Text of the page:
Katherine Donnelly: A fresh twist on screwcaps
You know the moment: guests are due, but you're still whipping and stirring in the kitchen and the white wines have to be opened. On this occasion, there were four (there was some food matching going on), and the last thing needed was to be fumbling with the corkscrew when the guests arrive.
Relief, the first bottle is screwcap. And the second. And the third. And the fourth. The doorbell rings, and the domestic goddess is unruffled.
Australia's Clare Valley came out with the screwcap first, but the real revolution was launched in New Zealand a decade ago. Now, 90pc of their wines are sealed this way.
It went viral, and they reckon that of the seven billion bottles of wine sealed worldwide every year, three billion have screwcaps, up from 100 million in a decade.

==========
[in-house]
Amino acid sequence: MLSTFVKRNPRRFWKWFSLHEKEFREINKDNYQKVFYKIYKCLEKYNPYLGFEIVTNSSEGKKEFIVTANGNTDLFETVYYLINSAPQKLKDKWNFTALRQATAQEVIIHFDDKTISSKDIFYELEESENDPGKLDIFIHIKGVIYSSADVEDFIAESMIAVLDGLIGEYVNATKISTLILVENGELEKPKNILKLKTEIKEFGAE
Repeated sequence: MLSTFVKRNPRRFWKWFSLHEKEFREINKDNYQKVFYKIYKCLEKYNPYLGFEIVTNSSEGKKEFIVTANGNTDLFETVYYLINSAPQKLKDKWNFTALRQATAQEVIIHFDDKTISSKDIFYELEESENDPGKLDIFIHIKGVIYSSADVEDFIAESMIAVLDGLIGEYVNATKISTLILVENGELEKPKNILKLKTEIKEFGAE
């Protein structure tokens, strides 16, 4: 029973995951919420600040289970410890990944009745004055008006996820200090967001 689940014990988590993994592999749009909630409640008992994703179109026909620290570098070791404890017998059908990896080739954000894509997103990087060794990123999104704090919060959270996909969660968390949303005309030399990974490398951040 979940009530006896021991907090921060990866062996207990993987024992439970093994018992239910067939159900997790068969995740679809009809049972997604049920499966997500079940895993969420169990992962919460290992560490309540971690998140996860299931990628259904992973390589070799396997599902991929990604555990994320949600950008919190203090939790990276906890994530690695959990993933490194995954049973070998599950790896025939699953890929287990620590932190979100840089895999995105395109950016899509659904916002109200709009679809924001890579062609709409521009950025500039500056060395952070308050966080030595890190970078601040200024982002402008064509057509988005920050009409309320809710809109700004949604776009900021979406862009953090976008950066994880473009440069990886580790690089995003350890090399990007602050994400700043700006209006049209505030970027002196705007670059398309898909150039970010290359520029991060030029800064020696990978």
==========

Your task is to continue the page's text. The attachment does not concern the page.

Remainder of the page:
The motivation was scientific. Screwcaps keep the air out and ensure that wines are fresher for longer, and they eliminate the risk of taint, associated with corks.
But what of red wines that are thought to need the tiny amounts of air gradually allowed in by a cork to mature properly?
There is plenty of evidence that they too age gracefully under the screwcap. And so convenient. Happy 10th birthday, New Zealand Screwcap Initiative.